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As an individual, this blog is one of the most effective manifestations of "marketing" I could have produced for myself. I have a respectable audience that comes back as opposed to visiting it once, never to return again. People participate in through comments and the content is distributable. But imagine if I started it the same way many large organizations launch conventional marketing initiatives. What would that have looked like?
First I would have had to do several hundred pages of strategy documentation, including target audiences, marketing segments, competitive analysis—you name it. Then I would put some concepts together and test them in focus groups to see if representatives in a lab like A, B, or C, better. Next, I would take that feedback, make a few adjustments and plan a multichannel campaign—launching the blog with all sorts of advertising pointing to it. And since I painstakingly outlined the ROI in the in-depth strategy, I'd go about measuring the effectiveness against the ROI that was outlined prior to launch.
Of course, this blog like millions or other forms of "social media" followed a path that looked nothing like that. In fact, it looked much more like the second flow. Sure, I put some initial thought into it before ever touching a pixel, but once I launched the blog it became a never-ending cycle of content development, template design tweaks, and learning curves based off of what was going on each time I did something.
For example, when I started posting visuals, I would check my stats and could see that people from all sorts of other sites and blogs began referencing them and linking back—so I realized that the visuals were providing something people wanted, and if I wanted to continue to build an audience, this was a good way to do it. Secondly, I had thought that my primary audience would be designers, when in fact the blog started attracting an eclectic audience of planners, marketers, librarians, even evangelists. After each cycle of launching content or even functionality in the sidebars, I was learning about who my audience was and why they were coming. This required me to periodically have more frequent checkpoints of "little strategy" where I would plan the direction of where I wanted to go and make the appropriate adjustments to get there. And it felt less like a straight path and more like a meandering one, because the "focus group" was happening in real time after the initial launch.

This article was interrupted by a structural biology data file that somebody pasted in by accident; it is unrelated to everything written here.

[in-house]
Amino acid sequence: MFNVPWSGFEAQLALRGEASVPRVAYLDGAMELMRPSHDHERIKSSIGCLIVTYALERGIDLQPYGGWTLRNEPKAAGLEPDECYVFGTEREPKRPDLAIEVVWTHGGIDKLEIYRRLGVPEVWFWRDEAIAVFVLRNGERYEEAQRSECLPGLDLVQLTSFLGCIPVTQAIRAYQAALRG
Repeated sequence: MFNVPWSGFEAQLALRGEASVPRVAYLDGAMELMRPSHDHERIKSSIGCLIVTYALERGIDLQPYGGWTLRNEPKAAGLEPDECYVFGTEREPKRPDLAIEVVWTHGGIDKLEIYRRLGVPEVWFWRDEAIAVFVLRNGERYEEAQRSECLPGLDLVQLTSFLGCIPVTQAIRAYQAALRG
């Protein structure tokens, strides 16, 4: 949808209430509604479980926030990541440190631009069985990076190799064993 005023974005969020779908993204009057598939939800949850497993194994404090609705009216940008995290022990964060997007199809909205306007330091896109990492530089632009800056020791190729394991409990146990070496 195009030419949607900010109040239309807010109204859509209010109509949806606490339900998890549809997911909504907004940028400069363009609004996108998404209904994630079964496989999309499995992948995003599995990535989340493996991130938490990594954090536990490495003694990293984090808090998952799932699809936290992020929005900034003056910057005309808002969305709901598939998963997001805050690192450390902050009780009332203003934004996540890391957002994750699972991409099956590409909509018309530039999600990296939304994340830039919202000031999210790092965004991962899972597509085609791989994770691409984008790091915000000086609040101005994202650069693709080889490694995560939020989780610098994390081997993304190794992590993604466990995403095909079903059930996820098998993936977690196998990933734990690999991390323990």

I've been thinking about this for a while because after having some exposure to large organizations, it occurred to me that there is a desire to do more "unconventional marketing" but the machine which is in place is actually "conventional"—all the things that have been done in the past. For example, it's common and understandable for the "what's the ROI?" question to be raised during an unconventional marketing initiative, but that question could derail the entire effort before it has a chance to ever get off the ground. Sometimes the ROI is simply insights and learnings that are gleamed from actually doing the initiative. Other times, the direction of the initiative changes midway through in in unexpected ways that could not have been predicted. Many times for the better—let's not forget that Twitter was never meant to be what it ended up being today.
Speaking from personal experience, I could not have predicted many of the outcomes I have had since launching this blog, but I believe following a much more "unconventional" path is a core reason behind everything that I've learned from it. For a couple of hundred dollars a year and a lot of dedication and effort it's priceless to me. And so as I think about how times are becoming more unconventional—with unpredictable financial markets and political change in the air, I can't help but think that it's more important than ever to get serious about what it takes to do these types of initiatives right. It just doesn't look like conventional marketing—it's different. And unconventional times call for unconventional tactics.